3. How did you feel about relationship between Citra and Rowan? How did this affect your experience as a reader?  

I was so torn about their relationship; they were and were not friends.  I enjoyed it very much, both Citra and Rowan were very complex characters that needed to develop throughout the book and did very much.

4. Without spoilers, be truthful, who were you rooting for? Or were you torn between the two young protagonist?

Okay so I was torn, in the beginning it was totally Rowan, then in towards the end it was Citra.  That’s all I can say without spoilers!

5. For myself this was a somewhat dark read that still managed to feel light and enjoyable at times. How would you describe Shusterman’s writing in this specific title?

This book definitely is a dark read.. but has such hidden light elements you wouldn’t even know you read them until you were chuckling to yourself. There were some moments that really struck a chord with me the “aha” moment that relate to your life were really good.

My Answers to Debby’s Questions:

How do you feel about the aging process in the book?

Without exploring too much of the book (for those who have not read it), I found the aging and renewal process to be crucial in Scythe. The plot relies heavily on these elements to emphasize the need for and importance of Scythes and gleaning. I felt the author utilized this all brilliantly to provide a sense of justification and dare I say, respect for the difficult task of Scythes. The significance of their role was solidified by these elements. I could not imagine it having been presented any other way.

Further in the book when we get to meet more Scythes, which would you choose to be paired with if you were in training?

This is a difficult question. I am almost torn between Scythe Faraday and Scythe Curie. Curie is wise with her age and experience. Her history as a Scythe would certainly provide a lot of value during training. However, I think ultimately, I would still choose Faraday. His character just resonates with honesty and sincerity. I never found myself questioning his intentions or methods.

Did you feel the main two characters developed well throughout the book?  Or would you have liked to see them grow more?

I found the character development to be surprising rewarding in Scythe. Citra and Rowan are both faced with the most difficult task of their lives and each handle this in very individual ways. The plot fostered a ton of growth and character depth, which is hard not to appreciate. I am excited to see how the sequel unfolds.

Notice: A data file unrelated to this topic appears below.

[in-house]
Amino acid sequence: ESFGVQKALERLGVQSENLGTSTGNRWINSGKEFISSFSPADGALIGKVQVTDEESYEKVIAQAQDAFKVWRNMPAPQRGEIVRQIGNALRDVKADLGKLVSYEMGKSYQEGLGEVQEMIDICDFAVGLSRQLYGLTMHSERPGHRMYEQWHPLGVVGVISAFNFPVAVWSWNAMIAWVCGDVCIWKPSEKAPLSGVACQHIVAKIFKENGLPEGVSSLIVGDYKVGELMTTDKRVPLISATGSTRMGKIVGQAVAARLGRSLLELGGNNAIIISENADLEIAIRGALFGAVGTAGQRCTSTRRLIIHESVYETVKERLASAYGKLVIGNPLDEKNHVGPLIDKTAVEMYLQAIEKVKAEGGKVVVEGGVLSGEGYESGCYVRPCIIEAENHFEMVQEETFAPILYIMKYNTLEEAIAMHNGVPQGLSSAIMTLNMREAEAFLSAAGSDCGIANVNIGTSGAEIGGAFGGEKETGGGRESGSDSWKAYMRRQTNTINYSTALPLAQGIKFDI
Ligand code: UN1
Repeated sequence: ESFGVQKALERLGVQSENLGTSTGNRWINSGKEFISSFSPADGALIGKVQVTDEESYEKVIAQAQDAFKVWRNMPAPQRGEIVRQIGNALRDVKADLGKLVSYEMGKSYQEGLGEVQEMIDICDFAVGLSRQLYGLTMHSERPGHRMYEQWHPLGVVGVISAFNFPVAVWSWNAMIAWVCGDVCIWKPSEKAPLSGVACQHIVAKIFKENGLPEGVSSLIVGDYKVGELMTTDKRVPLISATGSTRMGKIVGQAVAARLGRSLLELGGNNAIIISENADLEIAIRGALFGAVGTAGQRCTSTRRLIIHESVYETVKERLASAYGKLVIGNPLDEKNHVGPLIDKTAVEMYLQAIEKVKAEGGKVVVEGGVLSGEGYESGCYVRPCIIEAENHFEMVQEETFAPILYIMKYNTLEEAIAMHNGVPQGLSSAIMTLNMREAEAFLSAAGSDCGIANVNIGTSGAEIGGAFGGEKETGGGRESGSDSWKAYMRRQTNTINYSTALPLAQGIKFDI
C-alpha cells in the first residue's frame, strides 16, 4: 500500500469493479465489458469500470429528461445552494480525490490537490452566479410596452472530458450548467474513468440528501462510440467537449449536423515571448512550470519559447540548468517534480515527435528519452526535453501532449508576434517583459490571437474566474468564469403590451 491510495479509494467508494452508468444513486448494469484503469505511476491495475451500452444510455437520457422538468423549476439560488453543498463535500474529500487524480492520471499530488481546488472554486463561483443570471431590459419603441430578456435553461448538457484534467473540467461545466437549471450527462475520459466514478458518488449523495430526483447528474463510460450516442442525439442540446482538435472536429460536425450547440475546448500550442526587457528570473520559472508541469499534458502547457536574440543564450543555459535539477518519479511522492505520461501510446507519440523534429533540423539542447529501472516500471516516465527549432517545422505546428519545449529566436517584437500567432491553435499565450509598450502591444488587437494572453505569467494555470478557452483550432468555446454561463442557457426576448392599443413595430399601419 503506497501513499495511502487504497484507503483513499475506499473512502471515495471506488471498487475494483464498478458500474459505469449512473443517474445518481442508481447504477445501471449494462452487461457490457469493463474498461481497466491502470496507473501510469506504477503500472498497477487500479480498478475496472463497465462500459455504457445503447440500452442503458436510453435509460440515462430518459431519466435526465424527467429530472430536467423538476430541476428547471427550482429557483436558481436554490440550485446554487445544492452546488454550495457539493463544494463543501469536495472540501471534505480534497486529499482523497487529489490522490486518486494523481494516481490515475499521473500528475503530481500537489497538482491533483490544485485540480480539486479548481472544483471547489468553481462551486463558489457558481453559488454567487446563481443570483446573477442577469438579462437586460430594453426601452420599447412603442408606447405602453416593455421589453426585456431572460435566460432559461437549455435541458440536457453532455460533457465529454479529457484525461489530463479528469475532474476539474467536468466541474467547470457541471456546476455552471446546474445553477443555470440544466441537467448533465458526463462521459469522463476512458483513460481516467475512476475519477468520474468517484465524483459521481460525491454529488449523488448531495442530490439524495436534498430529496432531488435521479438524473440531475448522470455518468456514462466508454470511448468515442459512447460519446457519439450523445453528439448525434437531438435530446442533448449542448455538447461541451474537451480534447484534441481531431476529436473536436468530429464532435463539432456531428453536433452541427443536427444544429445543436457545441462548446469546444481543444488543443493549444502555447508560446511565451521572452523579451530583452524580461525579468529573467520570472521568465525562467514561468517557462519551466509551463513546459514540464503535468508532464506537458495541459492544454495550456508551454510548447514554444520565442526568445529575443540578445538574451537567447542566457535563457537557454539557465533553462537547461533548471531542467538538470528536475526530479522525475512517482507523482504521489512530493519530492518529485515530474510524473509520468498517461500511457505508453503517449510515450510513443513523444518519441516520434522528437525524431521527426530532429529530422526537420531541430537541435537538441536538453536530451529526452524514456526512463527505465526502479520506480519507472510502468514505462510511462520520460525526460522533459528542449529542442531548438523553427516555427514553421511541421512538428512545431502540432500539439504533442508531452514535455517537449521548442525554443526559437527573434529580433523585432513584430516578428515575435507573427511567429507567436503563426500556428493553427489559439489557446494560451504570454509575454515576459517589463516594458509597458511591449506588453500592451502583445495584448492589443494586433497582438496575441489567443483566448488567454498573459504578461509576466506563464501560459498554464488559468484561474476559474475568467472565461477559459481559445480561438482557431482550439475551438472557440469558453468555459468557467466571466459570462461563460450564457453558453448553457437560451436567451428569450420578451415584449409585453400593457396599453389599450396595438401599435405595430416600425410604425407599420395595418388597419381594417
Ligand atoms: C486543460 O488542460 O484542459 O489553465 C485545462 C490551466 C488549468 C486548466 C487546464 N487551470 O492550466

The thing I noticed most about this book is there is little romance, did you find that added or took away from the book?

I actually appreciated the lack of love story within Scythe. I feel that the main story-line would have suffered if Shusterman has attempted to squeeze in a romantic element that was more than the existing interest noted among certain characters. It was refreshing to read a book that did not have an underlying love theme. So in this case, it was certainly a benefit.

Cover love? Not so Cover love?? 


My Final Thoughts..

Scythe is a brilliant read that manages to incorporate odd elements of humor and wit into the normally darker subject of death. Through a cleverly implemented setting, Shusterman hand-delivers a dystopian tale that places a new emphasizes on humanity and the significance of controlling the balance of the population. Tasked with the “grim” job of gleaning, Scythes maintain that balance. When Citra and Rowan are selected for a duel apprenticeship under Scythe Faraday, they will find themselves tasked with learning to take lives or facing severe consequences.

It is through this unique and unsettling career path and training that the author presents a series of significant events all tucked within an incredible story telling that produces thought-provoking results. What reads as an entertaining piece of science fiction soon becomes an in-depth assessment of humanity told through alternating point of views.

Untitled design Enjoyed with a cup of raspberry, hibiscus tea.


Purchase Links: Book Depository

Happy Reading,

Danielle ❤